Kennecott landslide impacts global copper industry, Utah economy

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  • applesnoranges24 Logan, UT
    April 16, 2013 2:32 p.m.


    I don't think they're going to stop mining because of this. Production is just on hold until they fully assess the situation and determine it is safe for the workers to come back in. The dirt from the slide is most likely very unstable. Slides like this don't close a mine down when it's an open pit mine. It's mainly a matter of moving the dirt again.

  • lket Bluffdale, UT
    April 16, 2013 2:01 p.m.

    heres the real thing can it collapse the other way to into the valley, as it is the biggest open pit mine in world. they have dug up a whole mountain and thrown the dirt on the sides. dont say something is little tell you know the real impact anyway. and what happens to the hole when they dont mine anymore are they going to fill it up, or just leave and let it fill with water?

  • rlsintx Plano, TX
    April 16, 2013 1:44 p.m.

    Just wondering since it is SO deep, why they haven't tunneled in from the base and then use conveyors to transport it out horizontally ... so they don't burn so much fuel driving it out the top in the huge trucks ? Is that feasible or not ?

  • patriot Cedar Hills, UT
    April 16, 2013 1:46 p.m.

    this makes no sense. You don't employ people as long as the equipment is working then lay them off if it breaks down. This land slide is all part of mining ore and every business has to repair equipment or do things that don't bring in money. If you layoff you then sentence yourself to less profits automatically because you will have less production. Seems like the best thing to do is clean it up ASAP and get back to digging for ore.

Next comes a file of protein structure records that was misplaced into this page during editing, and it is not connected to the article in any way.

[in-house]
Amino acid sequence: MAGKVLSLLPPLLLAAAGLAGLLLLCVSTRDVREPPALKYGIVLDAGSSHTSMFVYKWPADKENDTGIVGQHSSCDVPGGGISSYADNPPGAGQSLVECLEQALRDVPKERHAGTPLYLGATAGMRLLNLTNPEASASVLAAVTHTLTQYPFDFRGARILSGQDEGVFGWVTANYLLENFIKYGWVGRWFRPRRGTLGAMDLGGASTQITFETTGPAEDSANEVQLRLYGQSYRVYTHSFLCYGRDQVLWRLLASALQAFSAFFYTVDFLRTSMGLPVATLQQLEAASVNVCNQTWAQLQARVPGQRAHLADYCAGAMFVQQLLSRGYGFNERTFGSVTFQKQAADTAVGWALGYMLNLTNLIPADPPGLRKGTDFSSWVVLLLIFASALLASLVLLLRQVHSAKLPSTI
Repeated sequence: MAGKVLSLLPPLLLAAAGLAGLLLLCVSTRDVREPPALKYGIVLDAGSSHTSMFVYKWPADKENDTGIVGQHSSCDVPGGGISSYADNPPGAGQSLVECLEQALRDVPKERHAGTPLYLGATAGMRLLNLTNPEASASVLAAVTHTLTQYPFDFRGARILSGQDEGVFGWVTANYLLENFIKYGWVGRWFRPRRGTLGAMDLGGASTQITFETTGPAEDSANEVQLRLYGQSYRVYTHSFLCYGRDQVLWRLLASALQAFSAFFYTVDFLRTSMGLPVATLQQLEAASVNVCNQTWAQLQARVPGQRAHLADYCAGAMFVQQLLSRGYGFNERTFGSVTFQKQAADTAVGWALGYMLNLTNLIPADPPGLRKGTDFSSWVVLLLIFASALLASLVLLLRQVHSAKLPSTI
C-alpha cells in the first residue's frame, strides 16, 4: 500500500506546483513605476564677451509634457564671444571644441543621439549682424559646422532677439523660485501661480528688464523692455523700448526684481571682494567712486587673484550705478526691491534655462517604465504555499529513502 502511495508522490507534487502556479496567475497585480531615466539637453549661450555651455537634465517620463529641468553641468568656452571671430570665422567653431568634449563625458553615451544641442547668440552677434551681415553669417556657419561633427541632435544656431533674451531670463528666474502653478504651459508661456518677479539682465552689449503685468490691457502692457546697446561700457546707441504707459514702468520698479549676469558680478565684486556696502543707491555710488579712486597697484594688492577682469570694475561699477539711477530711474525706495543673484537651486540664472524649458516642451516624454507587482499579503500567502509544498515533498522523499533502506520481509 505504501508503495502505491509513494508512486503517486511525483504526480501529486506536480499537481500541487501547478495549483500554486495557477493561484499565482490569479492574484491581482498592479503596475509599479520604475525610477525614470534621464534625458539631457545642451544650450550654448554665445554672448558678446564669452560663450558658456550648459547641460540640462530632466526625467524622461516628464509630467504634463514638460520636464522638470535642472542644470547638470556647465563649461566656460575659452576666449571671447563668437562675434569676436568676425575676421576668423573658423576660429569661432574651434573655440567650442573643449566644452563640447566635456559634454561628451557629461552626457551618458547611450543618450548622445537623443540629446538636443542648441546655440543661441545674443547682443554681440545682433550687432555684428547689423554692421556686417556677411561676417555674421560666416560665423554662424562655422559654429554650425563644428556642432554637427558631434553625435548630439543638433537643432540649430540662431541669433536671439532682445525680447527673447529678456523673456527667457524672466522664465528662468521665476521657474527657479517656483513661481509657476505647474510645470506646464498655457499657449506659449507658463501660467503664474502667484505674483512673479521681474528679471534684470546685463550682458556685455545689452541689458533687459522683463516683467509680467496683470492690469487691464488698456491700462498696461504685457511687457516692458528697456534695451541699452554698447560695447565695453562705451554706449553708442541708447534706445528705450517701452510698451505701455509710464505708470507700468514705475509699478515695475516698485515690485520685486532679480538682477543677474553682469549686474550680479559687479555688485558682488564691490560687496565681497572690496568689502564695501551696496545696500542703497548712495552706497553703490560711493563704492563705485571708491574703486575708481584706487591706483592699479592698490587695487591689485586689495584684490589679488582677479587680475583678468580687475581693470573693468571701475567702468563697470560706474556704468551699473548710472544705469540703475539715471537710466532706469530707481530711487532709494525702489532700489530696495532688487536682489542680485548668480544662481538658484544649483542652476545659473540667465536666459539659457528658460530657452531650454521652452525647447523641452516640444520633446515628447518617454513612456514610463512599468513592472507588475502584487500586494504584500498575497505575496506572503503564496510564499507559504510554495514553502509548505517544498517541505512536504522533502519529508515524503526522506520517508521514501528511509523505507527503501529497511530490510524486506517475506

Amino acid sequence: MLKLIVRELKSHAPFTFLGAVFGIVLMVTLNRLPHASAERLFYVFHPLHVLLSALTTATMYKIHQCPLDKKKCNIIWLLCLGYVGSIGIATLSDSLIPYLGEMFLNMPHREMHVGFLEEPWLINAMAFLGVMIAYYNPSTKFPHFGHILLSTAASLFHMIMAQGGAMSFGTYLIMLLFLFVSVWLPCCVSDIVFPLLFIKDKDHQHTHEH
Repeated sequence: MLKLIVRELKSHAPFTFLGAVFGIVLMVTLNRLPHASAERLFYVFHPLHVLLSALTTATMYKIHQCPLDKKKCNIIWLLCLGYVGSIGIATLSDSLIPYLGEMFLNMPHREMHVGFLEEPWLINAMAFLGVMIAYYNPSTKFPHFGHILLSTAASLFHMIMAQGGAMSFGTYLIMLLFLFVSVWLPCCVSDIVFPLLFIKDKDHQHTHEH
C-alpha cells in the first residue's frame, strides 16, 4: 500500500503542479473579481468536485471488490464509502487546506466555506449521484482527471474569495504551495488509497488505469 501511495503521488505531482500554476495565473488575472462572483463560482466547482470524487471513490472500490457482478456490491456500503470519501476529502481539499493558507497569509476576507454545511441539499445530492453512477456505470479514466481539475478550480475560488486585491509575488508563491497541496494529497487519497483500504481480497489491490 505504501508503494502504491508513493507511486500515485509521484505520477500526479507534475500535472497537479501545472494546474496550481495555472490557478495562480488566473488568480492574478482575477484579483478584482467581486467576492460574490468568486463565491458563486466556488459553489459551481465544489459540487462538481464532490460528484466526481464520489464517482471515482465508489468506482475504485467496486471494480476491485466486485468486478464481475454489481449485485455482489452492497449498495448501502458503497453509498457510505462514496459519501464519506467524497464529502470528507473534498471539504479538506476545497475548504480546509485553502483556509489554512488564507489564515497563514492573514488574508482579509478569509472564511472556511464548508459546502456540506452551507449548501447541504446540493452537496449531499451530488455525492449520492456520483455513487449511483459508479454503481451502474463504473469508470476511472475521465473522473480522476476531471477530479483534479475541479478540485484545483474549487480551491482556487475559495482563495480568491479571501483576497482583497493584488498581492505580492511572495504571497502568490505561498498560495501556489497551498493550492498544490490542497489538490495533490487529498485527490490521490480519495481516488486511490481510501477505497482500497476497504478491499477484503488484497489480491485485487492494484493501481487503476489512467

• PGVikingDad Pleasant Grove, UT
    April 16, 2013 10:13 a.m.

    Dale, this was not a "catastrophe." Nobody was killed or even injured. It is possible that some people may be inconvenienced for a period of time, but Kennecott's engineers did an admirable job of preventing a catastrophe, and they are to be commended.

  • KinCO Fort Collins, CO
    April 16, 2013 10:12 a.m.

    dalefarr - turns out "everyone" doesn't live in South Jordan, Utah, and everyone doesn't know what happened. This article is the first I've heard of the slide. I'm guessing that no one is able to say why yet (no one has been in to examine at the slide--as the article clearly states). As that information becomes available, I'm sure it will be reported. Thankfully nobody was hurt.

  • dalefarr South Jordan, Utah
    April 16, 2013 9:16 a.m.

    Well we know what happend and when it happened. It will be worthwhile for the D-News to report on the other journalism "W's", why did it happen? and who if anyone made any decisions that increased or decreased the risks of this catastrophe?

  • samhill Salt Lake City, UT
    April 15, 2013 9:53 p.m.

    "The material that it deposited in there is not ore. That has to be removed. There's no profit in any of that."


    Yup! Most of the stuff that slid down is known as "overburden". And what a burden it's going to be to move it all away.

    From the way this is developing it sure looks like there will be some furloughs and/or layoffs coming down the line.

    Bad news.